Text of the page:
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Shows the solid and drift geology together as the 'under-foot'
The U.S. Geological Survey (USGS) has adapted to the changing
political, economic, and technical state of the nation and the
world since it was established in the late nineteenth century. Over
a period of more than 120 years, the USGS has evolved from a small
group of scientists who collected data and provided guidance on how
to parcel, manage, and use the public lands of the West to an
agency comprised of thousands of scientists who conduct research
and assessment activities on complex scientific issues at scales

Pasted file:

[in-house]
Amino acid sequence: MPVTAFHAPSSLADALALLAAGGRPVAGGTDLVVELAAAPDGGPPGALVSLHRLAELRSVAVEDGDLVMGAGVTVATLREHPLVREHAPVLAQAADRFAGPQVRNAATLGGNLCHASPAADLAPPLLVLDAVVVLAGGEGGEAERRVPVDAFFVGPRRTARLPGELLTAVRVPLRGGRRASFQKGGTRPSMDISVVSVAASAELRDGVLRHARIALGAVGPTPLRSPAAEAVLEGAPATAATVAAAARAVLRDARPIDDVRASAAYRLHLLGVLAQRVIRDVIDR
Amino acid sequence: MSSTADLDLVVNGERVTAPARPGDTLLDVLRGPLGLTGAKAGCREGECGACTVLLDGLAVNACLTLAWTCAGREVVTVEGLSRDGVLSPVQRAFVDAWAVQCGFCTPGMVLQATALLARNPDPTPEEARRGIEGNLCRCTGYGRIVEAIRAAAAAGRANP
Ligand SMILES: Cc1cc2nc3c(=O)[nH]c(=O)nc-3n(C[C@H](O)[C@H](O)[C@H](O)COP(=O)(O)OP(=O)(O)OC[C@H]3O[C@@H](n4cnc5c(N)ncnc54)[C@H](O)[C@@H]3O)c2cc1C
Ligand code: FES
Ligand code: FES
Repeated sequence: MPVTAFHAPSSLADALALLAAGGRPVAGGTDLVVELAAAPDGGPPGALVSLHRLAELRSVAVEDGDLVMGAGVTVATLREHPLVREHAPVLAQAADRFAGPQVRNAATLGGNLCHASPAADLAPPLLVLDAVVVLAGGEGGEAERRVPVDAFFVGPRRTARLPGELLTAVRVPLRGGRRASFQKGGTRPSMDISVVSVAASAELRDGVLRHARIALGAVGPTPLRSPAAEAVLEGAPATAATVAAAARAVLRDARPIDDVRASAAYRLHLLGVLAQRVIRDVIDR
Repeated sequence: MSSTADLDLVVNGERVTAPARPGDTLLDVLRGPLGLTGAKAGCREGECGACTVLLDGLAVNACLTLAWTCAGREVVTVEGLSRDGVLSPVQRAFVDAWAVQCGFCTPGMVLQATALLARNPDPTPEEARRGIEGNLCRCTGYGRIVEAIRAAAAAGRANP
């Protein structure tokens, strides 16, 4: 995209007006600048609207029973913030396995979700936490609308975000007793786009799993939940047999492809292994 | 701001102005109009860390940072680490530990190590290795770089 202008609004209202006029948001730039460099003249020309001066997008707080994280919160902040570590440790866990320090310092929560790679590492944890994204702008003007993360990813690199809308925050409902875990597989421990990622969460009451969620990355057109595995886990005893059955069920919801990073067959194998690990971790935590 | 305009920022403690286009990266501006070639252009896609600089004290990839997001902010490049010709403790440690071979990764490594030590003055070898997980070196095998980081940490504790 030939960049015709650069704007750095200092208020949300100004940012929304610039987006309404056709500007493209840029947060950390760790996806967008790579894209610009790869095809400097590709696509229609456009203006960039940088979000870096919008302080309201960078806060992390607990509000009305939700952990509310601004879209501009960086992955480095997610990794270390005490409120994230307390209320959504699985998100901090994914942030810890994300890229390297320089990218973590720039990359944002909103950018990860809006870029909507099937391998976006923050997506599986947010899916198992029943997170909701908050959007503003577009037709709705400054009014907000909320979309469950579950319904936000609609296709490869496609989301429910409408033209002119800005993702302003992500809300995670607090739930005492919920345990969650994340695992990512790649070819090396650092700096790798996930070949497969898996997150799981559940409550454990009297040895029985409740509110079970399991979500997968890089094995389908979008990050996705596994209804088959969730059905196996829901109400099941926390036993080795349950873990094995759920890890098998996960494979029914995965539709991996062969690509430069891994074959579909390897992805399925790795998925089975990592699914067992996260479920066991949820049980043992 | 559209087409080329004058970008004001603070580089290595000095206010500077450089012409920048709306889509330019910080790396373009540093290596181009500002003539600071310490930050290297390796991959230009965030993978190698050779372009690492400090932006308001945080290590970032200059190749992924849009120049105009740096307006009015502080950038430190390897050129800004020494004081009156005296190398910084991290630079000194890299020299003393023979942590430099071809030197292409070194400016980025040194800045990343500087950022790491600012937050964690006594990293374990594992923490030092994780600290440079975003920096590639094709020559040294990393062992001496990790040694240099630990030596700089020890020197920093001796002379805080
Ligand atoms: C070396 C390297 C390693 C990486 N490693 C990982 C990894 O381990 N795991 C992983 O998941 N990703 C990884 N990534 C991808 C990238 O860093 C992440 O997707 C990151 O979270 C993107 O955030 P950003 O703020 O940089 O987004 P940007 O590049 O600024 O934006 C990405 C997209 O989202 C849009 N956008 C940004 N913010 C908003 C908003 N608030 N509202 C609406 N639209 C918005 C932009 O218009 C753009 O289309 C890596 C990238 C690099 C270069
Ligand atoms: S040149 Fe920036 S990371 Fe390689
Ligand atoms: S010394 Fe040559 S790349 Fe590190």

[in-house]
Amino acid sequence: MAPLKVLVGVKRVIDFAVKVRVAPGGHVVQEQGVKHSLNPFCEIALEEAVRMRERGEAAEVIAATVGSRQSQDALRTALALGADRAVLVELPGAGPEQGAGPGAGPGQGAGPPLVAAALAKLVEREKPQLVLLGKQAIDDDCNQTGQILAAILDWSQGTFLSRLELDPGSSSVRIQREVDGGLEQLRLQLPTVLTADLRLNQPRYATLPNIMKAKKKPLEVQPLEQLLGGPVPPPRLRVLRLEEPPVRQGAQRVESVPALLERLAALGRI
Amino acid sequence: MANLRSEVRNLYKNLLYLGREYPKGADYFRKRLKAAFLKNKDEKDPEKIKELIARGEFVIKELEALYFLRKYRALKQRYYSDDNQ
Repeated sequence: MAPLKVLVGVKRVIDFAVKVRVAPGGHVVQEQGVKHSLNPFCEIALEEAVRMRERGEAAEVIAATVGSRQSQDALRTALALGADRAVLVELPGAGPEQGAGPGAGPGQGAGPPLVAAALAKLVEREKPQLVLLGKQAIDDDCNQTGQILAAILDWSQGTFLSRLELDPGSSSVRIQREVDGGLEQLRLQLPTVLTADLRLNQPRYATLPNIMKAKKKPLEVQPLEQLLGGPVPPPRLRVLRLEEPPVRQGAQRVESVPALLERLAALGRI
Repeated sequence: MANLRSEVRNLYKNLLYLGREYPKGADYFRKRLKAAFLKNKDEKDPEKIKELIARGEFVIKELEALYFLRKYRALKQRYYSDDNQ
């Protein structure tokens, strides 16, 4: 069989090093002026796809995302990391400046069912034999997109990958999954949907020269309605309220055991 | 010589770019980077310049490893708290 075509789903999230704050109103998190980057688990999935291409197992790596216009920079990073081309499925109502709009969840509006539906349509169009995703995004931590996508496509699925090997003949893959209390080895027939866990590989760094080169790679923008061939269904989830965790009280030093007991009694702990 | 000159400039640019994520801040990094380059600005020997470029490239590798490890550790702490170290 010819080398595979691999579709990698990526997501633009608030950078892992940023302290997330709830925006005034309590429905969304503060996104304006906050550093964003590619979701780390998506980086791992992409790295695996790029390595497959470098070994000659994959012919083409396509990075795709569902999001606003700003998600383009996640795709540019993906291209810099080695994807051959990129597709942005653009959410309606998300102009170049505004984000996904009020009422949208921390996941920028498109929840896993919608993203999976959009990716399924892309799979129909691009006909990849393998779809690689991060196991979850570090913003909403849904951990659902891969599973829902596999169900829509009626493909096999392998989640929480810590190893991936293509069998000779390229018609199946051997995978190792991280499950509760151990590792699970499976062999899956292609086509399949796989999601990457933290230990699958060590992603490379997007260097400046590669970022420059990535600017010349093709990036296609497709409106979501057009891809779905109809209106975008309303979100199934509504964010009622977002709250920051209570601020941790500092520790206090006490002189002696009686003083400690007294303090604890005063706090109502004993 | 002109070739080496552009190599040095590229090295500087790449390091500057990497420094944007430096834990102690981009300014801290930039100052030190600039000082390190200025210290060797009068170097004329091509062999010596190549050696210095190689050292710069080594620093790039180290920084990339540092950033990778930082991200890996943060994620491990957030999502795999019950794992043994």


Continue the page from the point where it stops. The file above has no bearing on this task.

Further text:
ranging from the local to the global. The USGS will no doubt
continue to evolve and adapt to meet changing national needs. In
fact, the recent integration of the National Biological Service and
parts of the U.S. Bureau of Mines into the USGS presents an ideal
opportunity to examine the agency's vision, mission, role, and
scientific opportunities as the organization begins the early years
of the twenty-first century. The USGS recognized the need to adapt
to changing demands when it asked the National Research Council
(NRC) to undertake this study. The NRC formed a multidisciplinary
committee of 16 experts to address issues related to the future
roles, challenges, and opportunities of the agency.
Shows the identified resources of coal in the United Kingdom,
onshore and offshore.
Regional Geology Guides provide a broad view and interpretation of
the geology of a region.